I, even I, am he who blots out your transgressions, for my own sake, and remembers your sins no more. (Isaiah 43:25)

When you were dead in your sins and in the uncircumcision of your sinful nature, God made you alive with Christ. He forgave us all our sins, having canceled the charge of our legal indebtedness, which stood against us and condemned us; he has taken it away, nailing it to the cross. (Colossians 2:13-14) (emphasis mine)

How forgiven are we? Our sins are so far removed from us, as far as the east is from the west, and God remembers them no more. Does that mean God actually forgets? No, but he doesn’t hold our sins against us and when he looks at us he doesn’t see those sins anymore. He sees us like he sees Jesus… completely, totally, perfectly righteous! When God forgives sin, he forgives ALL our sin. That’s ALL of them – past, present, and future. The sins we committed before conversion were forgiven but so were all of the sins he hadn’t even committed yet! I know I’m going to sin in someway tomorrow, but that sin is already taken care of, forgiven, and God won’t hold it against me or pull away from me because of it. I don’t have to go back to God to confess and ask for forgiveness; instead, I can praise him for having already forgiven me!

But What About 1 John 1:9?

See, I told you I’d get back here eventually. This verse says we have to confess our sins to to receive forgiveness, right? So we need to get out our lists every day and start fessing up if we want to stay right with God, right? Wrong. Let’s look at the verse in context with the rest of the passage.

If we claim to be without sin, we deceive ourselves and the truth is not in us. If we confess our sins, he is faithful and just and will forgive us our sins and purify us from all unrighteousness. If we claim we have not sinned, we make him out to be a liar and his word is not in us. (1 John 1:8-10)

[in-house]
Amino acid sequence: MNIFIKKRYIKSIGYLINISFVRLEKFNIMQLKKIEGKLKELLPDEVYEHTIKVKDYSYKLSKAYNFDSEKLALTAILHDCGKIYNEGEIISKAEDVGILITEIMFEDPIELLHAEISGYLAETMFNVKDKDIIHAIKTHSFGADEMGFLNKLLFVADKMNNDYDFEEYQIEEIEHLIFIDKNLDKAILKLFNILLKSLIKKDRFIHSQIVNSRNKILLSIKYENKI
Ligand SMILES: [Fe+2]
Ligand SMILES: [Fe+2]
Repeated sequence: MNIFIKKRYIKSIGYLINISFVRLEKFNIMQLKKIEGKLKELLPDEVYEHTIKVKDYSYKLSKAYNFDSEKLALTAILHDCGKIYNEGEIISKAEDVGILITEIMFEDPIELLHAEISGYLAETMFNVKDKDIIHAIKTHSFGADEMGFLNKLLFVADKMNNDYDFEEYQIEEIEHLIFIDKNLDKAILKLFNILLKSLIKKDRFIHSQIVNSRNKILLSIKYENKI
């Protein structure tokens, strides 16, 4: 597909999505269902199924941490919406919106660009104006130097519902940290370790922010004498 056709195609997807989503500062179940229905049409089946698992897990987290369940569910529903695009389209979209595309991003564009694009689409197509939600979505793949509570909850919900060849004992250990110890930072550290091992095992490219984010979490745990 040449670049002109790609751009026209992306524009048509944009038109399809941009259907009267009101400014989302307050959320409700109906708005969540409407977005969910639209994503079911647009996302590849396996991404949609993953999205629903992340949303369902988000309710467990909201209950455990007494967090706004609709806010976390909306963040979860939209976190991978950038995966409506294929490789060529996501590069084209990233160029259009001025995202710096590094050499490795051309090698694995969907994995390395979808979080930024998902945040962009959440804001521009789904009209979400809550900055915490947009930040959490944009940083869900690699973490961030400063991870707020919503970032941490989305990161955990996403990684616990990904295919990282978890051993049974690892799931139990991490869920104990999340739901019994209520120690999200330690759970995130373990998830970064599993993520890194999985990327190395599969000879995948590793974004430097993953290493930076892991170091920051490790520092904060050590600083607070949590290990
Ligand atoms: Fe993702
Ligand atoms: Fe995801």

John wrote this letter to deal with the problem of some false teachers called the Gnostics. One of the claims that these false teachers were making was that they were sinless. In the passage above, John is warning his readers that those who say that they aren’t sinners are lying to themselves. Instead, we should humble ourselves and confess our sinfulness and receive God’s forgiveness. In the Greek language, the words “forgive” and “cleanse” mean past actions that have results today and will continue to have results in the future. This is not a continual cycle of confession and forgiveness. When we come to God and confess our sinfulness, we are forgiven. Period. From ALL unrighteousness.

When we’re cleansed of our unrighteousness and clothed in the righteousness of Christ, our sins are taken care of completely. This obsession with confession keeps us focused on our selves and our sins instead of focusing on the one who has already taken those sins away. Sin doesn’t make God turn his back on us or separate us from him. He doesn’t hold our sins against us anymore.

All this is from God, who reconciled us to himself through Christ and gave us the ministry of reconciliation: that God was reconciling the world to himself in Christ, not counting people’s sins against them. (2 Corinthians 5:18-19)

So What Do We Do?

This might have shaken you up a little. If you believe what I’ve been saying here, you might be wondering what you’re supposed to do now. You know you’re going to sin and you feel like you need to do something to make up for it. After I taught this before someone told me that they still wanted to confess and ask for forgiveness because it made this feel better. I guess that’s okay, but realize that it’s really more of a psychological trick to make you feel better about what you did than anything that actually affects your relationship with God. So what do we do?